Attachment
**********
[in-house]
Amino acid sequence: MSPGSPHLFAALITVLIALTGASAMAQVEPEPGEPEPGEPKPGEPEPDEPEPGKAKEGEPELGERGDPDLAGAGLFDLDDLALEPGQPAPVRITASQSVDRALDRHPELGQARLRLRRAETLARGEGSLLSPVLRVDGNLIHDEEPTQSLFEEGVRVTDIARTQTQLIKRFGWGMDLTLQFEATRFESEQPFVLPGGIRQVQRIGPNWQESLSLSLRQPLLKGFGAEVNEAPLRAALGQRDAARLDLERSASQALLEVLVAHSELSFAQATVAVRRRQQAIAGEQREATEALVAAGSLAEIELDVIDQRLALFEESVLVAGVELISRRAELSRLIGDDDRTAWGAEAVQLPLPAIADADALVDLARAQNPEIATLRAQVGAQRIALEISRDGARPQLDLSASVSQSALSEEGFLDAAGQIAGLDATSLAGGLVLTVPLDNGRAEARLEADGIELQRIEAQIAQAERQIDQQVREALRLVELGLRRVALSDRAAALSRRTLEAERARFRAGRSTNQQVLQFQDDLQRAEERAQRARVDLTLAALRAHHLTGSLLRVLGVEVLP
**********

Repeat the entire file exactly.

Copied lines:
[in-house]
Amino acid sequence: MSPGSPHLFAALITVLIALTGASAMAQVEPEPGEPEPGEPKPGEPEPDEPEPGKAKEGEPELGERGDPDLAGAGLFDLDDLALEPGQPAPVRITASQSVDRALDRHPELGQARLRLRRAETLARGEGSLLSPVLRVDGNLIHDEEPTQSLFEEGVRVTDIARTQTQLIKRFGWGMDLTLQFEATRFESEQPFVLPGGIRQVQRIGPNWQESLSLSLRQPLLKGFGAEVNEAPLRAALGQRDAARLDLERSASQALLEVLVAHSELSFAQATVAVRRRQQAIAGEQREATEALVAAGSLAEIELDVIDQRLALFEESVLVAGVELISRRAELSRLIGDDDRTAWGAEAVQLPLPAIADADALVDLARAQNPEIATLRAQVGAQRIALEISRDGARPQLDLSASVSQSALSEEGFLDAAGQIAGLDATSLAGGLVLTVPLDNGRAEARLEADGIELQRIEAQIAQAERQIDQQVREALRLVELGLRRVALSDRAAALSRRTLEAERARFRAGRSTNQQVLQFQDDLQRAEERAQRARVDLTLAALRAHHLTGSLLRVLGVEVLP